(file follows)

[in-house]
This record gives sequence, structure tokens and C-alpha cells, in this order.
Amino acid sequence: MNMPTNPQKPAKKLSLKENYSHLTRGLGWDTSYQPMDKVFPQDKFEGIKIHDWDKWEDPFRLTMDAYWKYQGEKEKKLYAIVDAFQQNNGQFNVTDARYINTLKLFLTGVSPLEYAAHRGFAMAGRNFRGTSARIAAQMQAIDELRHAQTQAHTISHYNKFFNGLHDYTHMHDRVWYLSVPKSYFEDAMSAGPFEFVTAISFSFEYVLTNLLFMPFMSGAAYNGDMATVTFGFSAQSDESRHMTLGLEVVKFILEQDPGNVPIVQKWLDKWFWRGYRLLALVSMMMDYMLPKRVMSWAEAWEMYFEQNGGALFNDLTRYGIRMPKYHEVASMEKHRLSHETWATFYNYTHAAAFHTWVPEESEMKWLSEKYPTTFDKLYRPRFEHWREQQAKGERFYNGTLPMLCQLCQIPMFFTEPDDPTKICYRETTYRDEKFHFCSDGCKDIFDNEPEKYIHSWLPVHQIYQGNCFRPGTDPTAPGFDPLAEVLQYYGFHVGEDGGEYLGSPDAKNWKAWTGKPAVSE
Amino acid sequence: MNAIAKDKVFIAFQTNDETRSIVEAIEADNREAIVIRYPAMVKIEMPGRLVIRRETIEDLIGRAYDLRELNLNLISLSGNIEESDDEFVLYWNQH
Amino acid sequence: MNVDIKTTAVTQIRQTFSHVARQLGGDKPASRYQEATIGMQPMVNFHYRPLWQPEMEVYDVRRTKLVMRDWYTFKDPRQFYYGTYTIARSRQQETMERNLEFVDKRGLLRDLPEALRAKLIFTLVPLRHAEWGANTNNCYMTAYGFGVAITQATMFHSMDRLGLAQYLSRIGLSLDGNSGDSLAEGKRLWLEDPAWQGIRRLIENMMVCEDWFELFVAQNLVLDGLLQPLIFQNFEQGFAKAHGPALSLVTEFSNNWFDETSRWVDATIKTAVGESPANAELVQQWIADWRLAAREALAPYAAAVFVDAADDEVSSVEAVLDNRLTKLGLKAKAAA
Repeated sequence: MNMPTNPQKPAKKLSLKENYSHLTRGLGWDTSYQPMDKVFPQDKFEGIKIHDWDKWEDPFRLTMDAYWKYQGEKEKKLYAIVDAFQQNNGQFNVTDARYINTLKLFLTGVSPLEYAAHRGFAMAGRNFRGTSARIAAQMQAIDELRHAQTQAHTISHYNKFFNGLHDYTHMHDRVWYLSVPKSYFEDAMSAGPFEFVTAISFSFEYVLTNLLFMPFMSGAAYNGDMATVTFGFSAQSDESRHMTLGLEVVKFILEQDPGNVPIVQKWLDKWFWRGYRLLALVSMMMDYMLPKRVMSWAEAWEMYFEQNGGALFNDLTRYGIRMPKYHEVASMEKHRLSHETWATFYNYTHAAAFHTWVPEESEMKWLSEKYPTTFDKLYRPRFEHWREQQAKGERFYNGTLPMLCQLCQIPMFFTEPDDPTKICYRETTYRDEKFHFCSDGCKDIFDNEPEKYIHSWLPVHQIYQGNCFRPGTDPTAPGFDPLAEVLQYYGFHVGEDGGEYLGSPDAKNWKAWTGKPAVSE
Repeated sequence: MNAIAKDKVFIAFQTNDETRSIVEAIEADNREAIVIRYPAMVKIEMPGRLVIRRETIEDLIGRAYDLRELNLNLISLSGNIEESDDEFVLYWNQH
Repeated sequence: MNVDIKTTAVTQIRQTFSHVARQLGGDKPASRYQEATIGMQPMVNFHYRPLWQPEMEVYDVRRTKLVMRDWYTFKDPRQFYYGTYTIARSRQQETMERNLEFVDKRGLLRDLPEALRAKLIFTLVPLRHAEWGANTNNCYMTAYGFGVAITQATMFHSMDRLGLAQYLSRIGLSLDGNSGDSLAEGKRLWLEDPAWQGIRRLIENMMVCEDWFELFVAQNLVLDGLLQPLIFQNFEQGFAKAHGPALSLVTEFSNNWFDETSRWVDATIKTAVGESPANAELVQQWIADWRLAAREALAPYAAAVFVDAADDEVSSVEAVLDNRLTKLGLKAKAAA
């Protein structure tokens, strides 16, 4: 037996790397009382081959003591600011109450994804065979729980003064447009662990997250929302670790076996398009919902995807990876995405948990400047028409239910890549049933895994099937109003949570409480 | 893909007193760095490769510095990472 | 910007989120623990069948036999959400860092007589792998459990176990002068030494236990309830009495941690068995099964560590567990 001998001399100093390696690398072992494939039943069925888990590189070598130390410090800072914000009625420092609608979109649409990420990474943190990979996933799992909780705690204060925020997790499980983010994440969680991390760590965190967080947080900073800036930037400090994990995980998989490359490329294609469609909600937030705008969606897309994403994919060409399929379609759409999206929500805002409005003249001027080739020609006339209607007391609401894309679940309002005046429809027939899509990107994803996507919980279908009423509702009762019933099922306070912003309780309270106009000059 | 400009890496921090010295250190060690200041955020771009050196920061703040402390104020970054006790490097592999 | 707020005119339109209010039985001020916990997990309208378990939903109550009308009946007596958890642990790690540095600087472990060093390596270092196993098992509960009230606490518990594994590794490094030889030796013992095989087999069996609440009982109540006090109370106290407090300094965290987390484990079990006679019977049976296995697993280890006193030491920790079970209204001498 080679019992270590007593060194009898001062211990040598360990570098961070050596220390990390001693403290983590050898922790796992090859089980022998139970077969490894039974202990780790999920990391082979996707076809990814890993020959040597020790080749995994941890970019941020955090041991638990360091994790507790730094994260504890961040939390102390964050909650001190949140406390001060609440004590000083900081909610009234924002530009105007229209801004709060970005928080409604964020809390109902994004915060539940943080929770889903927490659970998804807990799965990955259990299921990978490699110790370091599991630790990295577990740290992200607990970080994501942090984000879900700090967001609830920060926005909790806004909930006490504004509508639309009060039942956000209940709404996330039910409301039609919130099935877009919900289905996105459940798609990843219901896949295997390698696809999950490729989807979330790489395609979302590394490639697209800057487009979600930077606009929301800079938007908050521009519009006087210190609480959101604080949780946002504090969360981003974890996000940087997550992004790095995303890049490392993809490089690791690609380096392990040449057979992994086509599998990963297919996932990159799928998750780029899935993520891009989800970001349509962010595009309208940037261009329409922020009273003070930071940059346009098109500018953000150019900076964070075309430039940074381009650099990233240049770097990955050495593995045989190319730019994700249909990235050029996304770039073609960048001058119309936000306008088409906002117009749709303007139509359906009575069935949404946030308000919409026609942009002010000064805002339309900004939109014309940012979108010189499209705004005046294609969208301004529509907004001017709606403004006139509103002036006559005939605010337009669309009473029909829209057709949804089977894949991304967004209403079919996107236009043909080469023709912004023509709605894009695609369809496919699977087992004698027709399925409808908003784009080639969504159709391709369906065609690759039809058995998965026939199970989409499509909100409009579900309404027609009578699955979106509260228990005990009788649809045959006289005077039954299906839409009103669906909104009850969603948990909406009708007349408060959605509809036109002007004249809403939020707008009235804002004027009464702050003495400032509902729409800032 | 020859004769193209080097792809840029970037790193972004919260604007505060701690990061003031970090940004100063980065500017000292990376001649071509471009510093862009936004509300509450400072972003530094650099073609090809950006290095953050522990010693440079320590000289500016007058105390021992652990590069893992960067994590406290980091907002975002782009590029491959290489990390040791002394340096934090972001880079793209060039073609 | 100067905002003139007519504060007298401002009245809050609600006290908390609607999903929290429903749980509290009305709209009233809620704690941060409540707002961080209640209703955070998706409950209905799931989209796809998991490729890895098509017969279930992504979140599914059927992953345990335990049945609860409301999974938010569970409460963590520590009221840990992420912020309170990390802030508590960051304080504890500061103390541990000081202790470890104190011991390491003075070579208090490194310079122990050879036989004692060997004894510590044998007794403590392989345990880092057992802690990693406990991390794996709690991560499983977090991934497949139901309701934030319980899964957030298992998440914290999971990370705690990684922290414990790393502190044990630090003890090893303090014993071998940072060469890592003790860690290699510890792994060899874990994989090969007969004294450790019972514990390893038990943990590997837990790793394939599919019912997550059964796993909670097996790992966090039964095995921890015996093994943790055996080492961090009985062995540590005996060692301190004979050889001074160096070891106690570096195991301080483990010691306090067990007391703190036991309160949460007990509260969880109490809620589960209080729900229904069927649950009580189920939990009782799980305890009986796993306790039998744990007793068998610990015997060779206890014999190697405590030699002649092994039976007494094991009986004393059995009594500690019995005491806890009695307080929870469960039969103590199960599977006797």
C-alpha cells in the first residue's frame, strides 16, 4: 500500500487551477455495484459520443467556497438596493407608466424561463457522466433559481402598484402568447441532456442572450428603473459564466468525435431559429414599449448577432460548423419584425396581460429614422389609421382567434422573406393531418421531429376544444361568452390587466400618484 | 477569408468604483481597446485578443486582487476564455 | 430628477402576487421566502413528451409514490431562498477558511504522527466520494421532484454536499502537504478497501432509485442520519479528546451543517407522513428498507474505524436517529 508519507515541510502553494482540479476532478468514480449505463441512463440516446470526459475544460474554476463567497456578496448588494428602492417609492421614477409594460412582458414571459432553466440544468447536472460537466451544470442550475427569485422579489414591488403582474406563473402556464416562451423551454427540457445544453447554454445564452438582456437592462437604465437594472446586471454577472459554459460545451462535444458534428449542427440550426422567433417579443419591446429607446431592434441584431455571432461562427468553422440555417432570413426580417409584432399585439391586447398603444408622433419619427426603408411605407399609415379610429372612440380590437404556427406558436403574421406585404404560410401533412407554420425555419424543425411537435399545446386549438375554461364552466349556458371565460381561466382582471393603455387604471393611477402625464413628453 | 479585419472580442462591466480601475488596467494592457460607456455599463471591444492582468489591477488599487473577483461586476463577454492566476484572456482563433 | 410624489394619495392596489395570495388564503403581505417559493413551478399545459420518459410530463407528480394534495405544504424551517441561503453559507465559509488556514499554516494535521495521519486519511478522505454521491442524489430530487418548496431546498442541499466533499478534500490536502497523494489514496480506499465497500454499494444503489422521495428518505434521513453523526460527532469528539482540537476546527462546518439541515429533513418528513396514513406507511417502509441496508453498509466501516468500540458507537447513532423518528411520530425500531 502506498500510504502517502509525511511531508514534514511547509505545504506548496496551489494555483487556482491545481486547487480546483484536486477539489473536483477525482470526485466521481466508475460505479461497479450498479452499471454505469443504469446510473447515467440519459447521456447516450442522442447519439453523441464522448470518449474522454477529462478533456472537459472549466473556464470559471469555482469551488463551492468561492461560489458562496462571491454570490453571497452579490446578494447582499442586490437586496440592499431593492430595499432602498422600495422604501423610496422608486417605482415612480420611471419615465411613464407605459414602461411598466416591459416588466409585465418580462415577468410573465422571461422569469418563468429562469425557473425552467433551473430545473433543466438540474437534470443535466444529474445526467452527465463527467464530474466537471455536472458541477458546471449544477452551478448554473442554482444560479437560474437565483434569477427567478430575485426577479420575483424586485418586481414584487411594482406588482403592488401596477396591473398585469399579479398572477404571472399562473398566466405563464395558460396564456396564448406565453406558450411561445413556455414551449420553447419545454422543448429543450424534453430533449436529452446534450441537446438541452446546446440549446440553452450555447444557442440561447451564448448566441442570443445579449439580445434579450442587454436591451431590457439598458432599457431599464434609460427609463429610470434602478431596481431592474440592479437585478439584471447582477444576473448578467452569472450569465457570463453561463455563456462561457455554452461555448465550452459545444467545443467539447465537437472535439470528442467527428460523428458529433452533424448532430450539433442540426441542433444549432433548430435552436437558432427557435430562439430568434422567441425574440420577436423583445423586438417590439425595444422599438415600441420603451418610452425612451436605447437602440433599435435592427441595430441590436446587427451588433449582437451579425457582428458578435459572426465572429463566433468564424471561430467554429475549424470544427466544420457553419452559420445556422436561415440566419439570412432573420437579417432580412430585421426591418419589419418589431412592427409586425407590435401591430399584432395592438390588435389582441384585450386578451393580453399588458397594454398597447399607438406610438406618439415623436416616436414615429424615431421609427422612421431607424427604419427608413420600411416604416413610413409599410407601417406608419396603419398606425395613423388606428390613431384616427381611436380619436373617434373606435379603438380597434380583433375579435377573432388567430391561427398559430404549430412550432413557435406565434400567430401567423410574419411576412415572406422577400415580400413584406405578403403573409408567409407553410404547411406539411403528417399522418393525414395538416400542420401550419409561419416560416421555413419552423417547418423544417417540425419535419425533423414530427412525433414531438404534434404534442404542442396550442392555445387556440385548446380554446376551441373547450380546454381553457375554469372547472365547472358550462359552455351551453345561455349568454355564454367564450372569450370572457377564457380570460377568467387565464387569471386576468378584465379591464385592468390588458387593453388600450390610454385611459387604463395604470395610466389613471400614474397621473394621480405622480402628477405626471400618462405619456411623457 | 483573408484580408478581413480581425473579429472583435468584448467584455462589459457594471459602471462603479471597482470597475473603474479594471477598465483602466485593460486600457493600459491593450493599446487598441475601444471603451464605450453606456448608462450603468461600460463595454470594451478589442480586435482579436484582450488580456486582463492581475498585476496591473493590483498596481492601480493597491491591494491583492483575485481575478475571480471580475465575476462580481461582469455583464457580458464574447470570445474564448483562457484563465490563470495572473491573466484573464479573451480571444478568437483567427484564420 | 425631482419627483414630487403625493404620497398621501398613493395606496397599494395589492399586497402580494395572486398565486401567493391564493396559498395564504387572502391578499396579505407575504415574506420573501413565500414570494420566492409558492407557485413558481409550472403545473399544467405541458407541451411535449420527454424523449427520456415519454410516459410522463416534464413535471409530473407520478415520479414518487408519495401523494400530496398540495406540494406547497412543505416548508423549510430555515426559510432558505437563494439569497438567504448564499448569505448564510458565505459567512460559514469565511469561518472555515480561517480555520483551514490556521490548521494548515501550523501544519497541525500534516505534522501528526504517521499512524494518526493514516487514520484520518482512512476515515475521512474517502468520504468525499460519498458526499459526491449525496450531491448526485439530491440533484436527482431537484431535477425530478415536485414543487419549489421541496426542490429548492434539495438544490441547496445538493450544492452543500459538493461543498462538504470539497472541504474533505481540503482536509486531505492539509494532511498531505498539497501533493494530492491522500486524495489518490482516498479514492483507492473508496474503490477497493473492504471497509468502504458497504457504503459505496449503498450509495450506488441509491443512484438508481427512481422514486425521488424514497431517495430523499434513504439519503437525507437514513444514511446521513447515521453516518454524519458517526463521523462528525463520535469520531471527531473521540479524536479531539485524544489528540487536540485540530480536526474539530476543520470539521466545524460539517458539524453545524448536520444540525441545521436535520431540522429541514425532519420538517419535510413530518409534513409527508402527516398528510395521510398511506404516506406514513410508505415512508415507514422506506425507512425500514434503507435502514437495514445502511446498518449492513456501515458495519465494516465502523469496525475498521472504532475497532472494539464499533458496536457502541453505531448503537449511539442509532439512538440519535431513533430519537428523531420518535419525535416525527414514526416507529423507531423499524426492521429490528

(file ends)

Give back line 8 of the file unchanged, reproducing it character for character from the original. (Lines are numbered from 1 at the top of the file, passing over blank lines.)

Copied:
Repeated sequence: MNVDIKTTAVTQIRQTFSHVARQLGGDKPASRYQEATIGMQPMVNFHYRPLWQPEMEVYDVRRTKLVMRDWYTFKDPRQFYYGTYTIARSRQQETMERNLEFVDKRGLLRDLPEALRAKLIFTLVPLRHAEWGANTNNCYMTAYGFGVAITQATMFHSMDRLGLAQYLSRIGLSLDGNSGDSLAEGKRLWLEDPAWQGIRRLIENMMVCEDWFELFVAQNLVLDGLLQPLIFQNFEQGFAKAHGPALSLVTEFSNNWFDETSRWVDATIKTAVGESPANAELVQQWIADWRLAAREALAPYAAAVFVDAADDEVSSVEAVLDNRLTKLGLKAKAAA